Kenya:Kiambu poultry farmers want zero-rated inputs

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Officials say farmers face a difficult situation as they pay VAT on feed and equipment
In total
• “The government should look for alternative and creative sources of revenue. Punishing farmers with high taxes will reverberate throughout the economy,” Mbugua said.

• To boost agricultural production, according to experts, it will be crucial for the government to increase investment in key programs and projects that will lead to higher yields.

Poultry farmers in Kiambu have urged the government to reduce the prices of poultry equipment and feed.

The Kiambu Poultry Farmers Cooperative Society said VAT on breeding equipment and feed is making the business a loss-making enterprise.

“The 16 percent value added tax on agricultural implements has affected most farmers in the region, bearing in mind that we are the largest chicken growing area in Kenya,” said Zachary Munyambu, a company official.

“Farmers are facing a difficult time as they pay VAT on feed, machinery and equipment.”

Some farm equipment such as poultry hatcheries, hatcheries, dryers, ploughs, disc harrows, harvesters, threshers and milking machines, which were previously zero-rated, are now subject to VAT, making it difficult for farmers to make a profit.

“Machines such as manure spreaders, fertilizer spreaders, hay balers, combine harvesters, egg sorting machines, animal feed preparation machines, tractors and poultry hatcheries should be imported duty and VAT free so that farmers can improve their yields and we have become food secure,” Munyambu said.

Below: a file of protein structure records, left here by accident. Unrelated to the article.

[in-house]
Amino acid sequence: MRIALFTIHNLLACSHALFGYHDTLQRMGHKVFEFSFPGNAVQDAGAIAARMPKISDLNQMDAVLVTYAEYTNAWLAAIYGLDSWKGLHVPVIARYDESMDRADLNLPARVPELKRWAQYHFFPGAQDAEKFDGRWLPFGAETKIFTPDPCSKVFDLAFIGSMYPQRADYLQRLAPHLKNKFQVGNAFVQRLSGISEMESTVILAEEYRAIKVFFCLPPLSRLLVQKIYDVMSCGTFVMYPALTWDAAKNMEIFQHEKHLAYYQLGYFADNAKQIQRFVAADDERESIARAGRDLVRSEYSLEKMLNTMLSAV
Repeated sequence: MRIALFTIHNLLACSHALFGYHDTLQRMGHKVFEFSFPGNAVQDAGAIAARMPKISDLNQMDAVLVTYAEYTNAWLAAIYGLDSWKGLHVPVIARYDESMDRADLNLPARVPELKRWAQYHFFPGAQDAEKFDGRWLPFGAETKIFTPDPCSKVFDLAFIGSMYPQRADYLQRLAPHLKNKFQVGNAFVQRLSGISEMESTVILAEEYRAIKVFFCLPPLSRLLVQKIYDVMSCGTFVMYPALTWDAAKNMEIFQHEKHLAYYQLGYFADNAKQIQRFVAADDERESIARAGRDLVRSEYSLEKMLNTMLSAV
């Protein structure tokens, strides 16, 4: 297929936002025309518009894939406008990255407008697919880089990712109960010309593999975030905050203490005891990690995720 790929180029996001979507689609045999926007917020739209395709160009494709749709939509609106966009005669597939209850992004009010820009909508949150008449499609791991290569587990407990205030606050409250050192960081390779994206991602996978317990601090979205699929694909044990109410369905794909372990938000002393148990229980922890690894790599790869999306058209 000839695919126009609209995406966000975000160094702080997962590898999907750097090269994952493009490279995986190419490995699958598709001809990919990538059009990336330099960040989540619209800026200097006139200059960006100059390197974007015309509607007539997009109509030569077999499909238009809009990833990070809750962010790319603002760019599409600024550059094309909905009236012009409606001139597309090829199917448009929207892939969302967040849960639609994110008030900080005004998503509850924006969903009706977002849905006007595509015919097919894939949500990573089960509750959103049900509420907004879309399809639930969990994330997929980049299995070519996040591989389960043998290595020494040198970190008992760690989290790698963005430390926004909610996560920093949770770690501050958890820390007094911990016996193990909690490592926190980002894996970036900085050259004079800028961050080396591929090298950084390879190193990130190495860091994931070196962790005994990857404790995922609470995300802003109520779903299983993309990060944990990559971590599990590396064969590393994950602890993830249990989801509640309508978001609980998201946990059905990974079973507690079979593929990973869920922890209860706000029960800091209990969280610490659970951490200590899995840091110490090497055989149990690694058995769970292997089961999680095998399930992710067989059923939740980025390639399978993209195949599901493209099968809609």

The industry has faced a range of challenges from bad weather to the high cost of inputs such as fertilizers and diesel used to power farm machinery.

The cost of oil products and their by-products has been rising in the last month due to the Russia-Ukraine war as well as inflation.

Humphrey Mbugua, an expert on poultry farmers, said the introduction of input taxation has only exacerbated the problem of food production, denying the country an opportunity for significant growth.

“The government should look for alternative and creative sources of revenue. Punishing farmers with high taxes will reverberate throughout the economy,” Mbugua said.

The agricultural sector is estimated to have shrunk by 1.2 percent in 2021 due to adverse weather conditions.

Despite the expected poor weather outlook, general election uncertainty and global supply chain disruption due to the Russia-Ukraine war, agriculture is expected to grow by 4.6 percent in 2022.

This is attributed to government fertilizer subsidies and strengthening foreign demand.

The government has allocated Sh46.7 billion to the sector, down from Sh69.7 billion in 2021-2022. The allocation is intended to cover various ongoing projects and programs.

To boost agricultural production, according to experts, it will be crucial for the government to increase investment in key programs and projects that will lead to higher yields.

The programs are mainly the provision of subsidized fertilizers, quality and certified seeds and mechanization.

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